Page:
The timing or the phase relationship between the incoming data from a transmitter and the receiving clock in a receiver is very important within data communications. A phase misalignment between the clock and the data will increase the system bit error rate. However, it is difficult to control the right clocking phase to the incoming data in high speed data communications because not only are the clock periods relatively short, but also various factors affect the propagation delay in a data path, which results in a small timing margin or error. For example, if a transmitter and a receiver are in two different chips, the printed circuit board (PCB) and the buffer stages in each chip contribute propagation delays that are a function of process, temperature and voltage.

FIG. 1 provides a diagram of a data processing system 100. Data processing system 100 includes data processing portion 110 and multi-frequency clock stretching system 105. Multi-frequency clock stretching system 105 includes multi-frequency clock generator 120 and stretch pulse generator 130.

Data processing portion 110 processes digital data. For example, data processing portion 110 can receive parallel digital data and serialize that data to provide a single serial data output signal. FIG. 4 provides an illustrative example of such a system that further explains the operation and integration of a multi-frequency clock stretching system 105 with an exemplary data processing portion 110. Data processing portion 110 can provide any type of digital data processing that requires the use of multiple frequency clock signals with the need to have aligned phases of the clock signals or to have phases adjusted to optimize data sampling or other data processing functions.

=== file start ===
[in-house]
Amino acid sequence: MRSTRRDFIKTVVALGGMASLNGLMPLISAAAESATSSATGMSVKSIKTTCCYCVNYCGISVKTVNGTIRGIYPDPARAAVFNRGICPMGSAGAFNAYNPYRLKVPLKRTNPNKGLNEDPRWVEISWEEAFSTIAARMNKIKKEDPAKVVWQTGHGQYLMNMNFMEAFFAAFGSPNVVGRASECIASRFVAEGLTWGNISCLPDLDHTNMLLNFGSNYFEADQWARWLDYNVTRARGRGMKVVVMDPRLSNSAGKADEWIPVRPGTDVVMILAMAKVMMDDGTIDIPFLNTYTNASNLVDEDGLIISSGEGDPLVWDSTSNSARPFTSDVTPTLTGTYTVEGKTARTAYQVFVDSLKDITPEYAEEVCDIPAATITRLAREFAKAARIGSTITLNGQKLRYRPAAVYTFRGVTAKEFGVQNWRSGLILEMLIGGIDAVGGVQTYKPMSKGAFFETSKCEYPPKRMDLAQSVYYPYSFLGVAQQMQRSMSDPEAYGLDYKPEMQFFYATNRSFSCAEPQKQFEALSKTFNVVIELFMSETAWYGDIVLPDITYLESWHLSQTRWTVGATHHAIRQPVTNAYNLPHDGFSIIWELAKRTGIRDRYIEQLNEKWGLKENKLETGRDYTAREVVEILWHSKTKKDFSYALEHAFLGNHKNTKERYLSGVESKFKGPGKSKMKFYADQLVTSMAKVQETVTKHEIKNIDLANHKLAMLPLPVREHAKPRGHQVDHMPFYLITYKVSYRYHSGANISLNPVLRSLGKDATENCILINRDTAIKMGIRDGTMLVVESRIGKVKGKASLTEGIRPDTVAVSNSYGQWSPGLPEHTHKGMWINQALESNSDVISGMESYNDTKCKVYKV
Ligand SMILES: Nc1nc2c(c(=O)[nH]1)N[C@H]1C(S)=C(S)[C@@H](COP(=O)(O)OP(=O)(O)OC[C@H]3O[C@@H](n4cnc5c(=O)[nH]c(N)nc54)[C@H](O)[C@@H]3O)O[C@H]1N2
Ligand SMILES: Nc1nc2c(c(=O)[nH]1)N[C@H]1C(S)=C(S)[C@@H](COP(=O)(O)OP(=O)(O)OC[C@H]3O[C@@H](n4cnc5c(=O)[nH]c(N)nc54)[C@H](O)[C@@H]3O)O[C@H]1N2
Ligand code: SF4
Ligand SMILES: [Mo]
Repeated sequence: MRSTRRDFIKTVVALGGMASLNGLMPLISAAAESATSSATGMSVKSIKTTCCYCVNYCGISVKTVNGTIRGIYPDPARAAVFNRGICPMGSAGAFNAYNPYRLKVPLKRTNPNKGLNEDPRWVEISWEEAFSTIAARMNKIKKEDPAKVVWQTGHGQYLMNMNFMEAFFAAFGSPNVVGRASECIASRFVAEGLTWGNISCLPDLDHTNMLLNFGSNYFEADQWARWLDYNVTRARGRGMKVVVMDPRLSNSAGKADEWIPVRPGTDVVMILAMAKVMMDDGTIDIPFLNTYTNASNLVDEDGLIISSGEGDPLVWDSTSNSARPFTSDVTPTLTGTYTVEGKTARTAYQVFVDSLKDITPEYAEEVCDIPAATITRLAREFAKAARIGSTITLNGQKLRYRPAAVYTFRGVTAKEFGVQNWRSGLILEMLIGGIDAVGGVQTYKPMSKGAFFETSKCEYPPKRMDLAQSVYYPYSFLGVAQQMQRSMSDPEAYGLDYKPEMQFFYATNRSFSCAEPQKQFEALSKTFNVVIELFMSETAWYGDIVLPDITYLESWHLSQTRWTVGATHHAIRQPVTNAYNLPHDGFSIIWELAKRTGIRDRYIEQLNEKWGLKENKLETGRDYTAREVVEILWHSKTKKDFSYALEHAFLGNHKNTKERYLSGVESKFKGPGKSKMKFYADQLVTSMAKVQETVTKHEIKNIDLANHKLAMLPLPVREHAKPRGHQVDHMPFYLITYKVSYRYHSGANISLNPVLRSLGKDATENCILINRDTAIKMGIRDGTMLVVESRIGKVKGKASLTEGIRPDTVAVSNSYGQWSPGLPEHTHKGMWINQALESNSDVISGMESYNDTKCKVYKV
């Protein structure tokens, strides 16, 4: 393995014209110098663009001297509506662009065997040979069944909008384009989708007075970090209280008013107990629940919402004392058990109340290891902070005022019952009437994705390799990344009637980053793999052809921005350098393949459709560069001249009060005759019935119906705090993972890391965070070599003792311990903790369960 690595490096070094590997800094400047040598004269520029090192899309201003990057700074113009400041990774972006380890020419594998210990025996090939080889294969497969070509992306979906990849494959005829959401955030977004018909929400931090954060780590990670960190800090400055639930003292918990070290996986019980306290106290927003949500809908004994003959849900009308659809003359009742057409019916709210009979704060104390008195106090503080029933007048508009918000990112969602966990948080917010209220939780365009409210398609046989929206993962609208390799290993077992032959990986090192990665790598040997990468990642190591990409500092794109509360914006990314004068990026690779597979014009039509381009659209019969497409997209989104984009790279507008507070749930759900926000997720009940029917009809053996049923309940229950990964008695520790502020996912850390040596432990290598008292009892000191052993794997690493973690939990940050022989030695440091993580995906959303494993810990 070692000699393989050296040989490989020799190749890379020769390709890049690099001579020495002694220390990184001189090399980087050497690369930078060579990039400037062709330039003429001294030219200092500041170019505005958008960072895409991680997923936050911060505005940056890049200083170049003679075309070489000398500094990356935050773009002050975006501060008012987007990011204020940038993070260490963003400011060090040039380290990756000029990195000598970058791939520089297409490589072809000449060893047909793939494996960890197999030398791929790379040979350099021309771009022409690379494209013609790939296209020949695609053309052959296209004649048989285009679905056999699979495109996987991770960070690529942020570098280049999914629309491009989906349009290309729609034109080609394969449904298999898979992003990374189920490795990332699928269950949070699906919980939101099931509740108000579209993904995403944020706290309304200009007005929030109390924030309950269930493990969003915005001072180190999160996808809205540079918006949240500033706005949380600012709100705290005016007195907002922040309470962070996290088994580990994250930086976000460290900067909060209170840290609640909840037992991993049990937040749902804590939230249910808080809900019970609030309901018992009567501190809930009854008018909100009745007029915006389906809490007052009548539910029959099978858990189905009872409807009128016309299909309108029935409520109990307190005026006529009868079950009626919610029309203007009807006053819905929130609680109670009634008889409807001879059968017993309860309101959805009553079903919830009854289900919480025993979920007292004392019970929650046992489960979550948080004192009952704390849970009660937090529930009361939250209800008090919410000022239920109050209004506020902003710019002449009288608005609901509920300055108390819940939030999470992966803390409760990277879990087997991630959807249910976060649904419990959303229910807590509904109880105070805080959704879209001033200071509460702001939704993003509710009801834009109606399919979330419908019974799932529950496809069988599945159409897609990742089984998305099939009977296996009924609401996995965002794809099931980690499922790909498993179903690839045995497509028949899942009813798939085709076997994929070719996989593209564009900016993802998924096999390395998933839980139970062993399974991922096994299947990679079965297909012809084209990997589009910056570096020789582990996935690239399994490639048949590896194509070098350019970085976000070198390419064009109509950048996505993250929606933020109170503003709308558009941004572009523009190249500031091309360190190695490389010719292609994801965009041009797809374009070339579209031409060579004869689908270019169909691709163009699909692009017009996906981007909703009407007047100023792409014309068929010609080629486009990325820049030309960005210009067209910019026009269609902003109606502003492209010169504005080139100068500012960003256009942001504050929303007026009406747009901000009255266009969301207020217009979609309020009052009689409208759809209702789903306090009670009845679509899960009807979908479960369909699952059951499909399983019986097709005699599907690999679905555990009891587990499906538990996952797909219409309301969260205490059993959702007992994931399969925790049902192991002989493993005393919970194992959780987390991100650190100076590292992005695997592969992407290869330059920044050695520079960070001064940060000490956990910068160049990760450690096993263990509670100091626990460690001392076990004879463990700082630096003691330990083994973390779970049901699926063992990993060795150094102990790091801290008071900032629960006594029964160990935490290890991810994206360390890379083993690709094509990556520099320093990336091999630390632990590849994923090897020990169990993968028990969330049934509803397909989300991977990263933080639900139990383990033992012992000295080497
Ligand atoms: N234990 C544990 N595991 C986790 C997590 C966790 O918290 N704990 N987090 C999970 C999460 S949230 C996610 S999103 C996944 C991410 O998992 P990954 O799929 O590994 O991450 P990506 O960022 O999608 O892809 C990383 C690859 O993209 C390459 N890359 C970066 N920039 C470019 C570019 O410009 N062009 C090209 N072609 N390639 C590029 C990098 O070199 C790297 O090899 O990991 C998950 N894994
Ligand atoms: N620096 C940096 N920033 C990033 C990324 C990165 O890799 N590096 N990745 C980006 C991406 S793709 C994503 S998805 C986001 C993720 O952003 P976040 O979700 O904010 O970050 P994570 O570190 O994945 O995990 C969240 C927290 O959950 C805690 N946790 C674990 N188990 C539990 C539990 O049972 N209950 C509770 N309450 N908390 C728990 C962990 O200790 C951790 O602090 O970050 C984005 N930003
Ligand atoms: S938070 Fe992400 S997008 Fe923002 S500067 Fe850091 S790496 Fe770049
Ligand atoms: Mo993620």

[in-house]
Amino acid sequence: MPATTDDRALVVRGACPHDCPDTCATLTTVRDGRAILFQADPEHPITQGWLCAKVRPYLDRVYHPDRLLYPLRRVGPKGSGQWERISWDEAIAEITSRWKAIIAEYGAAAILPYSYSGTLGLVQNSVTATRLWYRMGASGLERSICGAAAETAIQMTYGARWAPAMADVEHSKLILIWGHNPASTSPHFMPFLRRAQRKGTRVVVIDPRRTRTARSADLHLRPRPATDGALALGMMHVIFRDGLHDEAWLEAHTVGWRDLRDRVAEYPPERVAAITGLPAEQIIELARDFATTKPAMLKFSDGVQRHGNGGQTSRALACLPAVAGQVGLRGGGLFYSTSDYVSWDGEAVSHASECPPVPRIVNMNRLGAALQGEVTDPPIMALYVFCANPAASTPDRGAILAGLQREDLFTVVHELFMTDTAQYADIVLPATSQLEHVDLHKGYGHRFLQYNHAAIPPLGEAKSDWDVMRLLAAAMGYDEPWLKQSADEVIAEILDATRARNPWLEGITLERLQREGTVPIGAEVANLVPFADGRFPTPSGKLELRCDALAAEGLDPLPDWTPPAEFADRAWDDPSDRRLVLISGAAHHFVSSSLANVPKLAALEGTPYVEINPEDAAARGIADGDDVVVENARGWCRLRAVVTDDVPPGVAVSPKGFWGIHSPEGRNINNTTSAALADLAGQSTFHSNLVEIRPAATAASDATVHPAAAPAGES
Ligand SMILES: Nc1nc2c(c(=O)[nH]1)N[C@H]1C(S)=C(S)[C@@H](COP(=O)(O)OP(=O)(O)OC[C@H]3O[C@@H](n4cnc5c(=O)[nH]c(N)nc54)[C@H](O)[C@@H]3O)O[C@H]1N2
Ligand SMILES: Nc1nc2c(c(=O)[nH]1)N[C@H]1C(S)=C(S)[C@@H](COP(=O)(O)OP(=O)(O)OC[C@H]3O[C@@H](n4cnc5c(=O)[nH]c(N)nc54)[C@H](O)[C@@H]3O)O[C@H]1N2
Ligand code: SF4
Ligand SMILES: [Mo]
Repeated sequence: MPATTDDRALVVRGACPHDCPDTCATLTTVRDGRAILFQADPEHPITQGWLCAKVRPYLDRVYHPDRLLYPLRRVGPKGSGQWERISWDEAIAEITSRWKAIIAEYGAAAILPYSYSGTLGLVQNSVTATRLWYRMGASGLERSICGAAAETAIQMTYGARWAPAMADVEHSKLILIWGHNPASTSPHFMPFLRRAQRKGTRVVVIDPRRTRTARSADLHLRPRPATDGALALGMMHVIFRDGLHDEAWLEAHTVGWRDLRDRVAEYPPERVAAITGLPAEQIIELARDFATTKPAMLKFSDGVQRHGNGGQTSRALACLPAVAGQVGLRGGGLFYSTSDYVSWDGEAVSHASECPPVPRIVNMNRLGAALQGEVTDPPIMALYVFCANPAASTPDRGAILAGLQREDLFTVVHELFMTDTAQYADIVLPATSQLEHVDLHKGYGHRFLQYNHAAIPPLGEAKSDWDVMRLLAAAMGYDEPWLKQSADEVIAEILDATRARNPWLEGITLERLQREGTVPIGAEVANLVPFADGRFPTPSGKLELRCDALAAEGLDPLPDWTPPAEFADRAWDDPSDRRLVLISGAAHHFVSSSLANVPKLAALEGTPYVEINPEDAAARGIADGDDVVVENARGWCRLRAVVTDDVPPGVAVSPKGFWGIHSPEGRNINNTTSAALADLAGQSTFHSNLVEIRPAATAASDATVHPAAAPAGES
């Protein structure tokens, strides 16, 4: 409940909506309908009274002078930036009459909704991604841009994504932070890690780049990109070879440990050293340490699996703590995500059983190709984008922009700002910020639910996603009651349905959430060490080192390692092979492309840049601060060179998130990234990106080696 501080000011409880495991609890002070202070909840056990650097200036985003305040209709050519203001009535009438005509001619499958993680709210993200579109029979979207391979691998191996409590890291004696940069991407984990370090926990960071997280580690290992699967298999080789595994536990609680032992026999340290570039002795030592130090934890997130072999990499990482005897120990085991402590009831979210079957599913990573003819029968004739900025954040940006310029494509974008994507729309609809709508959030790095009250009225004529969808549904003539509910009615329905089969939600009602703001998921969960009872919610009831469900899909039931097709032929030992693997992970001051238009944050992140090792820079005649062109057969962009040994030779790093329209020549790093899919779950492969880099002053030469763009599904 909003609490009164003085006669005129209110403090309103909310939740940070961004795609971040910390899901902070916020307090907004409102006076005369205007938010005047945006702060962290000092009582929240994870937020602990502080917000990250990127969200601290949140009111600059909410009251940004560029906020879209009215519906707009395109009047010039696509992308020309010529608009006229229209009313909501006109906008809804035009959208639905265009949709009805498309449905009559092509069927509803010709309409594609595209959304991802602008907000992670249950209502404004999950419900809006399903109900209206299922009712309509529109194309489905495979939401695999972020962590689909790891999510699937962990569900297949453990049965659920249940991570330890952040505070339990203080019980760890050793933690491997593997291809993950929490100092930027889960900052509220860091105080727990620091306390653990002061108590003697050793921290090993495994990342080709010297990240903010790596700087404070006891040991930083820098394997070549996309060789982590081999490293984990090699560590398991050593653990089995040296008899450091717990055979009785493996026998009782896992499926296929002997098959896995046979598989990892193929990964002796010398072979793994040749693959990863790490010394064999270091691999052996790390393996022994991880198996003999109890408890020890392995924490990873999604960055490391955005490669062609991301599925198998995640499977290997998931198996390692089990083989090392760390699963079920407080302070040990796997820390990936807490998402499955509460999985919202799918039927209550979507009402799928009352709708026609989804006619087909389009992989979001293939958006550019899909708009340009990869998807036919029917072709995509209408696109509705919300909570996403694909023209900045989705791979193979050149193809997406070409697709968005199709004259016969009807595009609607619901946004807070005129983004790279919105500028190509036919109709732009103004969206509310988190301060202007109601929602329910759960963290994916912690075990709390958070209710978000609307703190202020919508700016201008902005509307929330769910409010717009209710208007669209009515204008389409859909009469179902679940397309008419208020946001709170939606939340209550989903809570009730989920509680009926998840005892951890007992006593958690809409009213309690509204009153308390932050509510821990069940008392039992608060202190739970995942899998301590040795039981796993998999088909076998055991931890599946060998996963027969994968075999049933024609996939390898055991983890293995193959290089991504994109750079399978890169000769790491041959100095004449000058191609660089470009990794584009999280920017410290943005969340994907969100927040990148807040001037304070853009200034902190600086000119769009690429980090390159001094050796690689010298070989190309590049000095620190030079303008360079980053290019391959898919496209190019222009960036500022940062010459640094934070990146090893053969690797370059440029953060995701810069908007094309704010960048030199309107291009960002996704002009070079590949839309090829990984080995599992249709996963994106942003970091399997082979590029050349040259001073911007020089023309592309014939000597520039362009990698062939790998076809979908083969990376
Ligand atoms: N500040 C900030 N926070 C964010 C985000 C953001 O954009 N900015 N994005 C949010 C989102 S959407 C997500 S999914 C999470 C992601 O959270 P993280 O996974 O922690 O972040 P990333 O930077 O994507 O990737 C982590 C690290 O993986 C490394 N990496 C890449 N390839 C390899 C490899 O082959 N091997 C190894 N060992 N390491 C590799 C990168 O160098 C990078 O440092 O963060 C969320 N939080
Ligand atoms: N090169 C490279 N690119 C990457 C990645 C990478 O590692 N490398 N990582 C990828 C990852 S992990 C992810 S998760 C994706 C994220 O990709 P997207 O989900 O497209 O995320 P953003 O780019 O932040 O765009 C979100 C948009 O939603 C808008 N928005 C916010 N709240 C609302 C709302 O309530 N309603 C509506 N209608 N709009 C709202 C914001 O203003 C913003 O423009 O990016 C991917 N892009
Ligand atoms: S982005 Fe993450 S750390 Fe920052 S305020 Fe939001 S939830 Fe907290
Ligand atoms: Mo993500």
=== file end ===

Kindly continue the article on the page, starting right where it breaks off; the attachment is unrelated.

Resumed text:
When data processing portion 110 determines that an adjustment needs to be made to the multi-frequency clock signals 180, data processing portion 110 provides stretch command signal 140 to stretch pulse generator 130. For example, when a bit error rate exceeds a performance threshold with data processing portion 110, a stretch command signal 140 is generated. Stretch command signal 140 is a digital signal of any duration.

Stretch pulse generator 130 receives stretch command signal 140 from data processing portion 110. Upon receipt of stretch command signal 140, stretch pulse generator 130 generates a stretch pulse signal 150. Stretch pulse signal 150 may have a period that is equal to that of master clock signal 160. Alternatively, stretch pulse signal 150 can have a period that is an integer or fractional multiple of the period of master clock signal 160.